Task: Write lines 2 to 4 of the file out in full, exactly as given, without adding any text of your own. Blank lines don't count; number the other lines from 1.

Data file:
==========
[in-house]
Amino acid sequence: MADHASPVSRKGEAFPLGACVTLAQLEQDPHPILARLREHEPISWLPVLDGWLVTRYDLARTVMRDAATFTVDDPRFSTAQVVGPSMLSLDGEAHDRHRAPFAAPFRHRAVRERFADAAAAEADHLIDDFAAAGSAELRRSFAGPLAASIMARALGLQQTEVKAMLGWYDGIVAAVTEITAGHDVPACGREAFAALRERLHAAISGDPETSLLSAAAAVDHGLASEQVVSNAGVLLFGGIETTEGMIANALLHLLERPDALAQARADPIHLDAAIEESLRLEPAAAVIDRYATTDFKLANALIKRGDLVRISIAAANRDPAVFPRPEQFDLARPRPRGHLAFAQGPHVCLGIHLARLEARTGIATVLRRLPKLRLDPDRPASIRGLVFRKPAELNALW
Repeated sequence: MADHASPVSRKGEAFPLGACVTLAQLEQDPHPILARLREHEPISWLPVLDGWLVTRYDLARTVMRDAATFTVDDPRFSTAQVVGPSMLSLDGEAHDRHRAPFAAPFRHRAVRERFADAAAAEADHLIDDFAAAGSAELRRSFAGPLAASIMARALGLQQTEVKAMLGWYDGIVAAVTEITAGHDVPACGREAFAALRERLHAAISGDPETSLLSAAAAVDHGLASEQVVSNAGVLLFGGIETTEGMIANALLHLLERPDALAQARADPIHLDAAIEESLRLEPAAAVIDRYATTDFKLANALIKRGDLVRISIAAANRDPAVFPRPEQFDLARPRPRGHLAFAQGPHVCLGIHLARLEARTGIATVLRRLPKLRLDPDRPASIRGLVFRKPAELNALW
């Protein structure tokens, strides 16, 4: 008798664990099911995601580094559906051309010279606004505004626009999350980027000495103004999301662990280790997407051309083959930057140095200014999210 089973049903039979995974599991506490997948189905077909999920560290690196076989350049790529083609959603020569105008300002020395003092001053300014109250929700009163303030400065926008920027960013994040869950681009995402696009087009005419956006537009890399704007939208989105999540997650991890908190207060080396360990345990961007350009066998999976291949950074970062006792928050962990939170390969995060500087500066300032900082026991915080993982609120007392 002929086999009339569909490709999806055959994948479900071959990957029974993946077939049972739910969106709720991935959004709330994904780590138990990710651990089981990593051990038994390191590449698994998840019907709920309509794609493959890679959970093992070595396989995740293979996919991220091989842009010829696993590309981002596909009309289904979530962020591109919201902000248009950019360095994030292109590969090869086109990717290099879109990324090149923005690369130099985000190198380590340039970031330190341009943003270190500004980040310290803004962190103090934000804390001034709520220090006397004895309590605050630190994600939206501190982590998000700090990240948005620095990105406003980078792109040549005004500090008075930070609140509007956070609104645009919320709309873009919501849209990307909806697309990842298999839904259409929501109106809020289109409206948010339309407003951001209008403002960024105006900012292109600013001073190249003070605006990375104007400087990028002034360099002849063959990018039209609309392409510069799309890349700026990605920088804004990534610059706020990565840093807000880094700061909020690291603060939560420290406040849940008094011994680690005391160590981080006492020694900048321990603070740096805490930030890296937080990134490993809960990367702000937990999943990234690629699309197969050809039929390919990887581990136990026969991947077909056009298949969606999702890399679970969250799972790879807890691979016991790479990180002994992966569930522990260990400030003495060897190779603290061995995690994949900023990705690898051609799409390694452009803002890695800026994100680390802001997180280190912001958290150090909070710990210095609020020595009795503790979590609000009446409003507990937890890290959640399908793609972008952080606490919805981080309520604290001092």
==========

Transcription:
Amino acid sequence: MADHASPVSRKGEAFPLGACVTLAQLEQDPHPILARLREHEPISWLPVLDGWLVTRYDLARTVMRDAATFTVDDPRFSTAQVVGPSMLSLDGEAHDRHRAPFAAPFRHRAVRERFADAAAAEADHLIDDFAAAGSAELRRSFAGPLAASIMARALGLQQTEVKAMLGWYDGIVAAVTEITAGHDVPACGREAFAALRERLHAAISGDPETSLLSAAAAVDHGLASEQVVSNAGVLLFGGIETTEGMIANALLHLLERPDALAQARADPIHLDAAIEESLRLEPAAAVIDRYATTDFKLANALIKRGDLVRISIAAANRDPAVFPRPEQFDLARPRPRGHLAFAQGPHVCLGIHLARLEARTGIATVLRRLPKLRLDPDRPASIRGLVFRKPAELNALW
Repeated sequence: MADHASPVSRKGEAFPLGACVTLAQLEQDPHPILARLREHEPISWLPVLDGWLVTRYDLARTVMRDAATFTVDDPRFSTAQVVGPSMLSLDGEAHDRHRAPFAAPFRHRAVRERFADAAAAEADHLIDDFAAAGSAELRRSFAGPLAASIMARALGLQQTEVKAMLGWYDGIVAAVTEITAGHDVPACGREAFAALRERLHAAISGDPETSLLSAAAAVDHGLASEQVVSNAGVLLFGGIETTEGMIANALLHLLERPDALAQARADPIHLDAAIEESLRLEPAAAVIDRYATTDFKLANALIKRGDLVRISIAAANRDPAVFPRPEQFDLARPRPRGHLAFAQGPHVCLGIHLARLEARTGIATVLRRLPKLRLDPDRPASIRGLVFRKPAELNALW
């Protein structure tokens, strides 16, 4: 008798664990099911995601580094559906051309010279606004505004626009999350980027000495103004999301662990280790997407051309083959930057140095200014999210 089973049903039979995974599991506490997948189905077909999920560290690196076989350049790529083609959603020569105008300002020395003092001053300014109250929700009163303030400065926008920027960013994040869950681009995402696009087009005419956006537009890399704007939208989105999540997650991890908190207060080396360990345990961007350009066998999976291949950074970062006792928050962990939170390969995060500087500066300032900082026991915080993982609120007392 002929086999009339569909490709999806055959994948479900071959990957029974993946077939049972739910969106709720991935959004709330994904780590138990990710651990089981990593051990038994390191590449698994998840019907709920309509794609493959890679959970093992070595396989995740293979996919991220091989842009010829696993590309981002596909009309289904979530962020591109919201902000248009950019360095994030292109590969090869086109990717290099879109990324090149923005690369130099985000190198380590340039970031330190341009943003270190500004980040310290803004962190103090934000804390001034709520220090006397004895309590605050630190994600939206501190982590998000700090990240948005620095990105406003980078792109040549005004500090008075930070609140509007956070609104645009919320709309873009919501849209990307909806697309990842298999839904259409929501109106809020289109409206948010339309407003951001209008403002960024105006900012292109600013001073190249003070605006990375104007400087990028002034360099002849063959990018039209609309392409510069799309890349700026990605920088804004990534610059706020990565840093807000880094700061909020690291603060939560420290406040849940008094011994680690005391160590981080006492020694900048321990603070740096805490930030890296937080990134490993809960990367702000937990999943990234690629699309197969050809039929390919990887581990136990026969991947077909056009298949969606999702890399679970969250799972790879807890691979016991790479990180002994992966569930522990260990400030003495060897190779603290061995995690994949900023990705690898051609799409390694452009803002890695800026994100680390802001997180280190912001958290150090909070710990210095609020020595009795503790979590609000009446409003507990937890890290959640399908793609972008952080606490919805981080309520604290001092």